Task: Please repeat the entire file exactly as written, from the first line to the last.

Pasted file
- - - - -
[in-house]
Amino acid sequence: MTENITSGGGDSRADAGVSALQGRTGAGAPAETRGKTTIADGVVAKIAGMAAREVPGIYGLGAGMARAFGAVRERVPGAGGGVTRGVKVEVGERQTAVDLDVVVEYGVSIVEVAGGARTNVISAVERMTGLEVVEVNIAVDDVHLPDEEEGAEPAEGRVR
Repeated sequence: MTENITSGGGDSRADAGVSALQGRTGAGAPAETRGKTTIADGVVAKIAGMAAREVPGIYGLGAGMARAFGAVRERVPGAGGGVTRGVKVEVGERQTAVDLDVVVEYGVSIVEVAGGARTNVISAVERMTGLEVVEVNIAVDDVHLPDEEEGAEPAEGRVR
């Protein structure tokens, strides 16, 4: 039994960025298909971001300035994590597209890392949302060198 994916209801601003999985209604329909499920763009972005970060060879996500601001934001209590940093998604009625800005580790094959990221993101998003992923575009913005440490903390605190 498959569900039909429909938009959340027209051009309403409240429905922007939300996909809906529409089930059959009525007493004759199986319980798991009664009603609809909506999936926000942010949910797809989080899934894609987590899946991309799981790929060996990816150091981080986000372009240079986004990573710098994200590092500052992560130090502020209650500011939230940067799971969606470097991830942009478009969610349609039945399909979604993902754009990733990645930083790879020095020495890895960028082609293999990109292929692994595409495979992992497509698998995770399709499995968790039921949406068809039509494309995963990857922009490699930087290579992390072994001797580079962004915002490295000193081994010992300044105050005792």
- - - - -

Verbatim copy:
[in-house]
Amino acid sequence: MTENITSGGGDSRADAGVSALQGRTGAGAPAETRGKTTIADGVVAKIAGMAAREVPGIYGLGAGMARAFGAVRERVPGAGGGVTRGVKVEVGERQTAVDLDVVVEYGVSIVEVAGGARTNVISAVERMTGLEVVEVNIAVDDVHLPDEEEGAEPAEGRVR
Repeated sequence: MTENITSGGGDSRADAGVSALQGRTGAGAPAETRGKTTIADGVVAKIAGMAAREVPGIYGLGAGMARAFGAVRERVPGAGGGVTRGVKVEVGERQTAVDLDVVVEYGVSIVEVAGGARTNVISAVERMTGLEVVEVNIAVDDVHLPDEEEGAEPAEGRVR
């Protein structure tokens, strides 16, 4: 039994960025298909971001300035994590597209890392949302060198 994916209801601003999985209604329909499920763009972005970060060879996500601001934001209590940093998604009625800005580790094959990221993101998003992923575009913005440490903390605190 498959569900039909429909938009959340027209051009309403409240429905922007939300996909809906529409089930059959009525007493004759199986319980798991009664009603609809909506999936926000942010949910797809989080899934894609987590899946991309799981790929060996990816150091981080986000372009240079986004990573710098994200590092500052992560130090502020209650500011939230940067799971969606470097991830942009478009969610349609039945399909979604993902754009990733990645930083790879020095020495890895960028082609293999990109292929692994595409495979992992497509698998995770399709499995968790039921949406068809039509494309995963990857922009490699930087290579992390072994001797580079962004915002490295000193081994010992300044105050005792």